The clinical profile of rolapitant in cisplatin-based highly emetogenic chemotherapy (HEC) was confirmed in two identical phase III studies: HEC1 and HEC2. Both trials met their primary endpoint of complete response (CR), and demonstrated statistical superiority of rolapitant (180 mg oral) compared to active control (5-HT3 receptor antagonist plus dexamethasone) in the delayed phase (25–120 hours) of CINV.

In HEC1, 264 patients received rolapitant and 262 received active control. The proportion of patients achieving a CR was 72.7% vs 58.4% (P = < .001).

In HEC2, 271 patients received rolapitant and 273 received active control. The proportion of patients achieving a CR was 70.1% vs 61.9% (P = .043). The most common adverse reactions (≥ 3%) among patients receiving cisplatin-based chemotherapy were neutropenia (9% rolapitant vs 8% control), hiccups (5% vs 4%), and abdominal pain (3% vs 2%).

A phase III trial was also conducted to evaluate rolapitant (180 mg oral) compared to active control in 1,332 patients receiving moderately emetogenic chemotherapy regimens, including anthracycline/cyclophosphamide combinations; carboplatin; irinotecan; pemetrexed (Alimta); oxaliplatin; and doxorubicin. This trial met its primary endpoint of CR, and demonstrated statistical superiority of rolapitant compared to active control (5-HT3 receptor antagonist plus dexamethasone) in the delayed phase of CINV. The proportion of patients achieving a CR was 71.3% vs 61.6% (P ≤ .001). The most common adverse reactions (≥ 3%) among patients receiving these chemotherapies were decreased appetite (9% rolapitant vs 7% control); neutropenia (7% vs 6%); dizziness (6% vs 4%); dyspepsia (4% vs 2%); urinary tract infection (4% vs 3%); stomatitis (4% vs 2%); and anemia (3% vs 2%).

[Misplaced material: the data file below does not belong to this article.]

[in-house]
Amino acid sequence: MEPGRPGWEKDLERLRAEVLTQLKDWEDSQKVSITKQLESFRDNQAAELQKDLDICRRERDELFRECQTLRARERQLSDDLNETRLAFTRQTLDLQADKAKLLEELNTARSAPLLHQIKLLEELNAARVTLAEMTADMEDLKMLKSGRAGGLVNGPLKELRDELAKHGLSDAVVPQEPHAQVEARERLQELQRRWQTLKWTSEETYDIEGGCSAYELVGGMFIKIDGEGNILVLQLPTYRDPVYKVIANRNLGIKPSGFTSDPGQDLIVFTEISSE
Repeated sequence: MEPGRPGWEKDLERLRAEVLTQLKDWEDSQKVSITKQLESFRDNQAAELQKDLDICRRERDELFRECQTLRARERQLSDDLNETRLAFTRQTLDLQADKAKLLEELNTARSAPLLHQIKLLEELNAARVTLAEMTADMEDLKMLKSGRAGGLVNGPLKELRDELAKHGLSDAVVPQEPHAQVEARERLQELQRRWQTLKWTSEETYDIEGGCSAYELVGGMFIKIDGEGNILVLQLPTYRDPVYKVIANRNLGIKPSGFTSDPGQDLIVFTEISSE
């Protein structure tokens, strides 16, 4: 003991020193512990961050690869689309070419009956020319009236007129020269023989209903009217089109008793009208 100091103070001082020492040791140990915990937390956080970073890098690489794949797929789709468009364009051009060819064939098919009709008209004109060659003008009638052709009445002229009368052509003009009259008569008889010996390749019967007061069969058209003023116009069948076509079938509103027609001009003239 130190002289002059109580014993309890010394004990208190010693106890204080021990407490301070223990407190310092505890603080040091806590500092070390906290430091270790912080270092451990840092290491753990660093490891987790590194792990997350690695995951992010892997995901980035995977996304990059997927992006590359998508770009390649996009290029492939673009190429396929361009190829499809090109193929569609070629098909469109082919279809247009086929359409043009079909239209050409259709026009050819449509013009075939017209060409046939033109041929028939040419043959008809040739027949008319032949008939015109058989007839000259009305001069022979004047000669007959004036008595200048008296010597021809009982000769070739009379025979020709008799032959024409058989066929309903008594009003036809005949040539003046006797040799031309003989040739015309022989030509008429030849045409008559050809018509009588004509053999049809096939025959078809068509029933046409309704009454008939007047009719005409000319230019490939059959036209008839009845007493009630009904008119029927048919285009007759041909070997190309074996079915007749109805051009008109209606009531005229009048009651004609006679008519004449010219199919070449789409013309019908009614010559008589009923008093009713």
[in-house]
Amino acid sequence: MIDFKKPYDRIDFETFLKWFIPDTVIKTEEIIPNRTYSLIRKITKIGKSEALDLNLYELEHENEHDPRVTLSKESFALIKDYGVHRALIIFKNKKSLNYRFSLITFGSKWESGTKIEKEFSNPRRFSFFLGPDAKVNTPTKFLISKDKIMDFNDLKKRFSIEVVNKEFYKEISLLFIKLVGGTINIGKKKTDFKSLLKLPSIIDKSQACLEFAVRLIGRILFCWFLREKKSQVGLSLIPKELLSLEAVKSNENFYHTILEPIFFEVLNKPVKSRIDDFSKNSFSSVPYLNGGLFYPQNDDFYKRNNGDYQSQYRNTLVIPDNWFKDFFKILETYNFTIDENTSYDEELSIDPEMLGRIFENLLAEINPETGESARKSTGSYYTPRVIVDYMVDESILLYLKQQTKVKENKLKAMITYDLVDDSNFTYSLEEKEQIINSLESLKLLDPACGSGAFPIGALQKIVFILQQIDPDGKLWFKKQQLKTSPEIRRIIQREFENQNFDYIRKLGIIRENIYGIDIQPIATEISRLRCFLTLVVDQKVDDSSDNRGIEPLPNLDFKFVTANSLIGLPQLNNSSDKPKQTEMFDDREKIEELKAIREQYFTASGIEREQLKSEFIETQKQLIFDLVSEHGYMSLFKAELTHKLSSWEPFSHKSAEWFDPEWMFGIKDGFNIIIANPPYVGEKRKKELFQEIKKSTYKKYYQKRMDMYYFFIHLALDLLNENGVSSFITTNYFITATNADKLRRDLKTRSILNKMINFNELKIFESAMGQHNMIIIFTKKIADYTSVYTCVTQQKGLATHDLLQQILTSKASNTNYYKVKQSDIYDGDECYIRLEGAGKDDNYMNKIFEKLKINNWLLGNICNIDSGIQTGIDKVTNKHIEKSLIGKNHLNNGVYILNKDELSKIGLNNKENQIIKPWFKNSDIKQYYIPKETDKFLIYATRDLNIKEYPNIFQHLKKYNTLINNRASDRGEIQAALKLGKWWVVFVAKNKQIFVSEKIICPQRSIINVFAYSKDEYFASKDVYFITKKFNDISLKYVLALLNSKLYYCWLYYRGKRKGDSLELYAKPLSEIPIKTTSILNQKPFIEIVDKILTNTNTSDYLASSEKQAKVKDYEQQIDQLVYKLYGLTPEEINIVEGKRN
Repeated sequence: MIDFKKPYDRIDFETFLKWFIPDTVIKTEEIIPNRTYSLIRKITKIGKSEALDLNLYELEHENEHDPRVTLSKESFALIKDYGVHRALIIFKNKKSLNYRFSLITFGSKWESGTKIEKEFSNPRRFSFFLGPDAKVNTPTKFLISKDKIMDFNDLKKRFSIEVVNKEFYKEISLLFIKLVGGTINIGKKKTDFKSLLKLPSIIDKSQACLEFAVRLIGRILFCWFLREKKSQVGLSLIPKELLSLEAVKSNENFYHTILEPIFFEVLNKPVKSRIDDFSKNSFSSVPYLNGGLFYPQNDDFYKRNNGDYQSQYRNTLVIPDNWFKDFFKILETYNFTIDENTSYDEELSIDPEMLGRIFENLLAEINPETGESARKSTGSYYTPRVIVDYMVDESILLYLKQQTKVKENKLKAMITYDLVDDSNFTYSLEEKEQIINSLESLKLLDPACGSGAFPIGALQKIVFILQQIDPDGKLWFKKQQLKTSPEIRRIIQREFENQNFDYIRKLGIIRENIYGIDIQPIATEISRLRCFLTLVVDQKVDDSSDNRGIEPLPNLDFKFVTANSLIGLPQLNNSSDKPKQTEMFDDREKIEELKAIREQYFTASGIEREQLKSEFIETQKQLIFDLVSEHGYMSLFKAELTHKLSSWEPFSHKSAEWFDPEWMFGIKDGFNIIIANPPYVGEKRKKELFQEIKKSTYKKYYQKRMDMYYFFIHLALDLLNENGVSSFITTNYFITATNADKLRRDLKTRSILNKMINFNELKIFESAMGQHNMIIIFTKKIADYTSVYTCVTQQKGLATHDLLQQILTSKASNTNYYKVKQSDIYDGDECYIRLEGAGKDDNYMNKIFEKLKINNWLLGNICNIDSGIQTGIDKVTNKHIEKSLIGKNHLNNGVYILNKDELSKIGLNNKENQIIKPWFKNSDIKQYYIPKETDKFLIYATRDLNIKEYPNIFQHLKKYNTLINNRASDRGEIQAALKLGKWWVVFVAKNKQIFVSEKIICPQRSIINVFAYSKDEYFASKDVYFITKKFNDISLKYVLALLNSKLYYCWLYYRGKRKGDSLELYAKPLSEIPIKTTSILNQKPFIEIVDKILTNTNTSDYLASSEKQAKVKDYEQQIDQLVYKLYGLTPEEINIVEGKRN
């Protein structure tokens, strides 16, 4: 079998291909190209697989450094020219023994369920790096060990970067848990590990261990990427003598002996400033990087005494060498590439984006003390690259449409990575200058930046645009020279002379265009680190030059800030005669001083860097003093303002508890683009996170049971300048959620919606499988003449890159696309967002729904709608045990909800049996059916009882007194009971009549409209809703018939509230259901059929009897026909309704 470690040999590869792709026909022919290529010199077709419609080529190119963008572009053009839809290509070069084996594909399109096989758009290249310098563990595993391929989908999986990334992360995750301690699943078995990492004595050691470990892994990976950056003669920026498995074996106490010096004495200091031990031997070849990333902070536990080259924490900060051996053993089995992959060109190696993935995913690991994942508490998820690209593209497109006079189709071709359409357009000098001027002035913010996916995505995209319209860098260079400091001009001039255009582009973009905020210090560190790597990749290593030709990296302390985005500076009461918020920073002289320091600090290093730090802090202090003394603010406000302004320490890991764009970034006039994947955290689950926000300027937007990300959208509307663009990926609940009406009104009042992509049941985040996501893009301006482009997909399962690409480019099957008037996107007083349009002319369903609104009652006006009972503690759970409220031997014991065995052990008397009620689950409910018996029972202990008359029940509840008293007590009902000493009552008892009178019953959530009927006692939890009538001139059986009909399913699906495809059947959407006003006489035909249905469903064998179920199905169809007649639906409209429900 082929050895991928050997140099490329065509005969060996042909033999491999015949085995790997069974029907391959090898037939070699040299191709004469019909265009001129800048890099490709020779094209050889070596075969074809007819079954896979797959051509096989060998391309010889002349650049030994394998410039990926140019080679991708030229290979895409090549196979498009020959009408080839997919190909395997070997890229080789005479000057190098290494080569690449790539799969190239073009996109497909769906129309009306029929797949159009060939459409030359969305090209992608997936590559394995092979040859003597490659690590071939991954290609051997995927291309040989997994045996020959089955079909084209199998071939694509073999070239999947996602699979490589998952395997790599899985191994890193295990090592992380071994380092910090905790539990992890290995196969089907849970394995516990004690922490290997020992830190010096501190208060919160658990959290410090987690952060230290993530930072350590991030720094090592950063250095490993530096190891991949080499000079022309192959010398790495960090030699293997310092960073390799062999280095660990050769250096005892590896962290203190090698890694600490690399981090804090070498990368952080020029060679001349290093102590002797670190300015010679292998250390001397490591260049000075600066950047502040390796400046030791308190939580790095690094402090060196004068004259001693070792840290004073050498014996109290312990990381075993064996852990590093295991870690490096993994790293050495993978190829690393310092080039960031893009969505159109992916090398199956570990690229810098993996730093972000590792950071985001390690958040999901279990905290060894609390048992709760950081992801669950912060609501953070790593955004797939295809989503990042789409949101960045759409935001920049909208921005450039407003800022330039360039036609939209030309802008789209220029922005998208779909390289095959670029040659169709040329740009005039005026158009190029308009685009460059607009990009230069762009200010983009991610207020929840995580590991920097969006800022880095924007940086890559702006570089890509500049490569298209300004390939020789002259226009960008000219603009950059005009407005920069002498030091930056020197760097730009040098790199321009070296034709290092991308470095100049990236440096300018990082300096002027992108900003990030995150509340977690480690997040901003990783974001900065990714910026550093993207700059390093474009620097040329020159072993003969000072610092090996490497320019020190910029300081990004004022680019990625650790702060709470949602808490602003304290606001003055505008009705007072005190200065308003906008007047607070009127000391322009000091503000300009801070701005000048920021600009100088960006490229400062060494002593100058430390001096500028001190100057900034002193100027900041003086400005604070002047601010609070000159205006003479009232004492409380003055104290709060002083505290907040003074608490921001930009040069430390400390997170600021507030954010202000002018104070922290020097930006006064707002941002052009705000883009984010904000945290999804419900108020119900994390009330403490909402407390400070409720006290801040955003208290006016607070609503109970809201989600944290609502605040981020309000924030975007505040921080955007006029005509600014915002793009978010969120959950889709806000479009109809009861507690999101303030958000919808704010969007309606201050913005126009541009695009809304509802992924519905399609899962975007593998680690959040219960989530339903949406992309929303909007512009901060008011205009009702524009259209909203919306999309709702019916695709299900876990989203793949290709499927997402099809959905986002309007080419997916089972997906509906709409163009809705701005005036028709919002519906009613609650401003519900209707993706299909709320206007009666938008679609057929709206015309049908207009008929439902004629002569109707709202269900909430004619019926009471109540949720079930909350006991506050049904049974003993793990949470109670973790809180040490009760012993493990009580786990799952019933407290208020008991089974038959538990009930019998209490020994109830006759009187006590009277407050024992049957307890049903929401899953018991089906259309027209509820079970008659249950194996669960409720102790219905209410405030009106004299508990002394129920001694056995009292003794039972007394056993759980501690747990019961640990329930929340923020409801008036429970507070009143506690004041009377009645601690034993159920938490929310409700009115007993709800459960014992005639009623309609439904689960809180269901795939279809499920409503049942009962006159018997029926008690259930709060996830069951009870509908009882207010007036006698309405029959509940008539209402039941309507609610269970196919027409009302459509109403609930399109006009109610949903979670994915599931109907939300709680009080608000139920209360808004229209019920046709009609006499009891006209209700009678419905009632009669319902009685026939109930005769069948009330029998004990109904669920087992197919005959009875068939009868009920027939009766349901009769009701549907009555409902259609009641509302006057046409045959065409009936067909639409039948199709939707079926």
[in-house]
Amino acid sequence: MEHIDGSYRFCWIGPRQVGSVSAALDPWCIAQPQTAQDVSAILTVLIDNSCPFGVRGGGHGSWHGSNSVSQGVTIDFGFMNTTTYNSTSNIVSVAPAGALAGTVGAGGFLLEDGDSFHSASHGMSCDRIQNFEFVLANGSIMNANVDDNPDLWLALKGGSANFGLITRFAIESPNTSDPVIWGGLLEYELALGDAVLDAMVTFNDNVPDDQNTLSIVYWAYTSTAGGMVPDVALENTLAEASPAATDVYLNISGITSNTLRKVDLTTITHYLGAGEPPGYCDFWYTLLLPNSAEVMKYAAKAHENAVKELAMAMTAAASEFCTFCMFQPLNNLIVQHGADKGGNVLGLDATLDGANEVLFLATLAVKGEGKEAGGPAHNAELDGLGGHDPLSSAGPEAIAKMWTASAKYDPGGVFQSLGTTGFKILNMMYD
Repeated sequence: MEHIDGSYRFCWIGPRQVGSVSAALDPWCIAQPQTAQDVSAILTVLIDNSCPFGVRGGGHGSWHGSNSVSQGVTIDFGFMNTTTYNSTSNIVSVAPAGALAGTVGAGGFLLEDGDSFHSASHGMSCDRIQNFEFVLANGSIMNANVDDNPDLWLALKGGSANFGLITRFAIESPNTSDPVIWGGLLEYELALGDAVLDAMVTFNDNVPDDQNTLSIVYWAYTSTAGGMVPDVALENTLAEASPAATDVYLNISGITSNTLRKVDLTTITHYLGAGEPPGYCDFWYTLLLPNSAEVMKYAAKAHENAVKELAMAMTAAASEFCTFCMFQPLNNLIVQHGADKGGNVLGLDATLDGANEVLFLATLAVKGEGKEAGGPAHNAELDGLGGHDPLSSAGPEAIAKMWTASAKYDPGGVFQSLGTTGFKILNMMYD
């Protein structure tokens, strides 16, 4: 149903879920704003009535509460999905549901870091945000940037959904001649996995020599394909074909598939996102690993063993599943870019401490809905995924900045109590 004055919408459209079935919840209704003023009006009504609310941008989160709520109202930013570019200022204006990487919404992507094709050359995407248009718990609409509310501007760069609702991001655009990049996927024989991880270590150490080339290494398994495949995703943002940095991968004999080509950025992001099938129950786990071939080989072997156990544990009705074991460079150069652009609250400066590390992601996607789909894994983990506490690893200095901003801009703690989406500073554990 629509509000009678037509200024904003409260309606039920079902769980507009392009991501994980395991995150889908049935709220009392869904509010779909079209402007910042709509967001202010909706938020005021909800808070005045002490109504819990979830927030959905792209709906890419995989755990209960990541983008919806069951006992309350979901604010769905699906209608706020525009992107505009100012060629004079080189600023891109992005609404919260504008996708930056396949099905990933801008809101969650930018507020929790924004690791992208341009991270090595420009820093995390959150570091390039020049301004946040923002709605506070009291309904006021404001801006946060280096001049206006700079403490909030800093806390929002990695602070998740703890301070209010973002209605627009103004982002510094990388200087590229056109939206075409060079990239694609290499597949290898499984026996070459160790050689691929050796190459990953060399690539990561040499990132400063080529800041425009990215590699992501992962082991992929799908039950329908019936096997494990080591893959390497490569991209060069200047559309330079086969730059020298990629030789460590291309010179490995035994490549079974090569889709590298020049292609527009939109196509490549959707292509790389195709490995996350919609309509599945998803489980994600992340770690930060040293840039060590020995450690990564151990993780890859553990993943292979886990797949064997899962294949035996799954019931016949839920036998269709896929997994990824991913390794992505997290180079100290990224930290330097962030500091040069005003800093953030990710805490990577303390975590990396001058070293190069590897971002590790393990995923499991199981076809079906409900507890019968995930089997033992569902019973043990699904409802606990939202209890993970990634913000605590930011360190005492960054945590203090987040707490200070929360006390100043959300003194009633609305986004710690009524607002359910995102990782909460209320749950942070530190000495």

In addition to the phase III program, a bioequivalence study was conducted in healthy volunteers to compare the exposure of the 166.5-mg dose of IV rolapitant to the exposure of a 180-mg dose of oral rolapitant. Study participants were randomized to receive a single dose of either 166.5 mg of intravenous rolapitant administered over 30 minutes (n = 61) or 180 mg of oral rolapitant (n = 62). The primary endpoint of this pivotal study was bioequivalence, defined by estimating whether the 90% confidence intervals for the ratio of the area under the curves of the two formulations are entirely included within the acceptance range of 80% to 125%. Safety and tolerability were also assessed for both formulations. The safety profile was consistent with previous clinical trials with oral rolapitant, except for infusion-site reactions observed with the IV formulation.  

The full prescribing information for rolapitant IV is available at http://www.varubirx.com/en.

The content in this post has not been reviewed by the American Society of Clinical Oncology, Inc. (ASCO®) and does not necessarily reflect the ideas and opinions of ASCO®.